We at Hartman Simons got some great news
this week: partner
Abbye Dalton
has won a
2013
Client Choice Award
. The international awards, which are
presented by the
International
Law Office
and Lexology,
recognize law firms and partners for excellent client care. The awards are
based on nominations by and the input of in-house, corporate counsel.
 

Dalton’s award was in the “Commercial
Property – United States” category. In this week’s Four on Friday, we chat with
Dalton about her award and her philosophy on client care.


Attorney-goodlingWhat was your immediate reaction upon
learning that you'd won a 2013 Client Choice Award? 

Dalton: Well, quite honestly, my first reaction when they told me I was
nominated was, “What the heck is the Client Choice Award!?!” When I learned
that nominations come from in-house counsel and when I subsequently won the
award based upon input from my clients, it felt good to know that my clients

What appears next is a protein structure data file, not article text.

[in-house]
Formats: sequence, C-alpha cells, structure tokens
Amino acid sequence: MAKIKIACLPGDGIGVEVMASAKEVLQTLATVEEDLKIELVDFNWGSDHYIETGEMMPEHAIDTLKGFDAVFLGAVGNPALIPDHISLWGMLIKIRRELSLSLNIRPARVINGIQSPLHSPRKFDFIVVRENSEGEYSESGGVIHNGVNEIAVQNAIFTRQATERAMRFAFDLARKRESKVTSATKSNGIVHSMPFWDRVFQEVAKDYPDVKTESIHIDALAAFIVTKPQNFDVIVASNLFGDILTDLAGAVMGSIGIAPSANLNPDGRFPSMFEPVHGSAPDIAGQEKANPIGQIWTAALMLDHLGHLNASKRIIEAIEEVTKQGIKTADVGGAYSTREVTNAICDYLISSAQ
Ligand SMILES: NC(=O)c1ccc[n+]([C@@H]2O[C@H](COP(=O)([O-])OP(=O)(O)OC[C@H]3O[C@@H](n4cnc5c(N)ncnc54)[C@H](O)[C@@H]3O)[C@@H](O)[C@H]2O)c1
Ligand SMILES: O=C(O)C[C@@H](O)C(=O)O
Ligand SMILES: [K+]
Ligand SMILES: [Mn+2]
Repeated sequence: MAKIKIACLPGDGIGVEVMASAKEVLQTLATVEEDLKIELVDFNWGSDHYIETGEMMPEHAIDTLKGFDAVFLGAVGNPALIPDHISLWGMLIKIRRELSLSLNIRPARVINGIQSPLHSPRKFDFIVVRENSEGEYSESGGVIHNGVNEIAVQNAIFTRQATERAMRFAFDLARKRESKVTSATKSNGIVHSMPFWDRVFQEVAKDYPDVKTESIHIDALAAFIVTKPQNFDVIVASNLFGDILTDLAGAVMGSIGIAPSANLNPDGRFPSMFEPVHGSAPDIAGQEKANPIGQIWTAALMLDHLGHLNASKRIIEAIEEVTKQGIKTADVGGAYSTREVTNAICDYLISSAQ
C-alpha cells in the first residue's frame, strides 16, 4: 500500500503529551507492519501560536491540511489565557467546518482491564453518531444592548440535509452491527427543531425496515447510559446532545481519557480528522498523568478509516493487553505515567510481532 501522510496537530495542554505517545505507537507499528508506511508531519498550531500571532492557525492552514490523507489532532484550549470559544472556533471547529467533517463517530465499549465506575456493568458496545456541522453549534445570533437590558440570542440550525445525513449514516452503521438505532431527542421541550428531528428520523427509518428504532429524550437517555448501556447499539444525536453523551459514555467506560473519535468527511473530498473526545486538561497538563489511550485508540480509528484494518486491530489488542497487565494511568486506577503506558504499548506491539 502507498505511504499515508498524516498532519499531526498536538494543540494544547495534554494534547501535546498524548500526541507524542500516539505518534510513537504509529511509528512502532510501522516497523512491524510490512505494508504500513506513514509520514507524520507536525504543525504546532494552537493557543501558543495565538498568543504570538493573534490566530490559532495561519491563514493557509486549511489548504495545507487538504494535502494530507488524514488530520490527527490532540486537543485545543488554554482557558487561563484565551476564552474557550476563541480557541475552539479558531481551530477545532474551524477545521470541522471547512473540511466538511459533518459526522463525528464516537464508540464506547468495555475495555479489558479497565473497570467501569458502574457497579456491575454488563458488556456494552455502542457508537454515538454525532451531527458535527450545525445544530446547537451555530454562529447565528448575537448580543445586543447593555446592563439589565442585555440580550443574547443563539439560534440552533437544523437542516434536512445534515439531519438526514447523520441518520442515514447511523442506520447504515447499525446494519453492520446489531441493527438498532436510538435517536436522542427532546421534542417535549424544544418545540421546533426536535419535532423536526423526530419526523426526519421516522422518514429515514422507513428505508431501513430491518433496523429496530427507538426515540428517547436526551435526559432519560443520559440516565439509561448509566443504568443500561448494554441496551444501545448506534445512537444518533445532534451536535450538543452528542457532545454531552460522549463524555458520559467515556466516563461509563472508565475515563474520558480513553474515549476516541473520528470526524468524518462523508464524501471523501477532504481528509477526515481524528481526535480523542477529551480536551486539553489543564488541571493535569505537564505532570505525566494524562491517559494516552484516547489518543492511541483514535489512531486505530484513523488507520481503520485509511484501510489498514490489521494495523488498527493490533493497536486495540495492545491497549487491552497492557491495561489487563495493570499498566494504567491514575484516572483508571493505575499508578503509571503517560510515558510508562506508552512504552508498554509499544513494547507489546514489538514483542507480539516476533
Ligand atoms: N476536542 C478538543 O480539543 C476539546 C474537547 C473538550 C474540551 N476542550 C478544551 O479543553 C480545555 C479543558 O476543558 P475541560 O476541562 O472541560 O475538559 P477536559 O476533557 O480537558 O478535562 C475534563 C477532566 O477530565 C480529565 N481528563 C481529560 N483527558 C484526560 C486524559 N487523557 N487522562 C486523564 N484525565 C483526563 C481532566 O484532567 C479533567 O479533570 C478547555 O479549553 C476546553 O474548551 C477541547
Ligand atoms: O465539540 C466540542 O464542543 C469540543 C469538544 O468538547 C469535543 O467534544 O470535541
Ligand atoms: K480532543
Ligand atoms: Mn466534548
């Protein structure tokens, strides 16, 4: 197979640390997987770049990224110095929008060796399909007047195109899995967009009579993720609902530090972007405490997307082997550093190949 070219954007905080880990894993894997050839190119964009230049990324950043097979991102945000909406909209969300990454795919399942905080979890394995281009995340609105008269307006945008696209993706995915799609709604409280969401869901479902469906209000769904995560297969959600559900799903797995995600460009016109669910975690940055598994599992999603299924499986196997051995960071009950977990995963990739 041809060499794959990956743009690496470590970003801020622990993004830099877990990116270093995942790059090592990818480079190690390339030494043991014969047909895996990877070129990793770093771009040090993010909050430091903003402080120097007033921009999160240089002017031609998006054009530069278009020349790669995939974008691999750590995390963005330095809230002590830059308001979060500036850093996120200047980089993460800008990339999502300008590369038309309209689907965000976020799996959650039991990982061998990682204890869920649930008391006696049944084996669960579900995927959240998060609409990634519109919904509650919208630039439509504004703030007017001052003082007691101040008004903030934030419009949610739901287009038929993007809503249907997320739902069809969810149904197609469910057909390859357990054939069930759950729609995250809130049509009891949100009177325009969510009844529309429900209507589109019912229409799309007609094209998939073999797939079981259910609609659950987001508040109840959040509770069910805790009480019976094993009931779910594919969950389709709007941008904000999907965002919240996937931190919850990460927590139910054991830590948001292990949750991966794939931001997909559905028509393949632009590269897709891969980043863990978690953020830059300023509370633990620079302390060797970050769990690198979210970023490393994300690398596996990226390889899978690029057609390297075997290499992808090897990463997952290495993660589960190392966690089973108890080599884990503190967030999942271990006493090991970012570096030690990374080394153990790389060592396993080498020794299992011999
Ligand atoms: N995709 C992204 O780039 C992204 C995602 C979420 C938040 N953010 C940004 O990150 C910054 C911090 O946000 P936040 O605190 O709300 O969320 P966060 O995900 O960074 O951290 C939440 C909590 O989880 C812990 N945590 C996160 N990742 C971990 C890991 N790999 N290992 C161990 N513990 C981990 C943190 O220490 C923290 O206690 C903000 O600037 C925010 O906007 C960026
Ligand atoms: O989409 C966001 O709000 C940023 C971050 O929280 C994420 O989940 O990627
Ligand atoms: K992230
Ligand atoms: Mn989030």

must have said good things about me – and that they appreciate the work that I
do for them.

Tell us, if you can, the secret to your
success: What is your style or philosophy when it comes to client care and
relations?

Dalton: Above all, I try to be enjoyable to work with. Surprisingly, business
people don’t really like going through leases, so I figure if I can make the
experience less painful by at least being fun to work with, then that will make
it a better experience for the client. Of course, just being fun won’t get you
the whole way there: being detail oriented and providing creative business
solutions to produce a quality work product is what will keep the clients
coming back. 

Give us a brief overview of your practice
at Hartman Simons.

Dalton: My practice involves mostly development work for tenants and
developers across the country. The deals are always different and interesting,
and I have really great clients, so it makes what I do pretty fun (as law jobs
go, of course).

If you could impart just one piece of
advice about client care and relations to a newly minted lawyer, what would
that advice be?

Dalton: I think the most critical things are to be responsive, set reasonable
expectations – ones that you can meet – for the delivery of drafts of
documents, etc., and always make it clear that their work is a priority (even
when you are swamped with other clients’ work too!).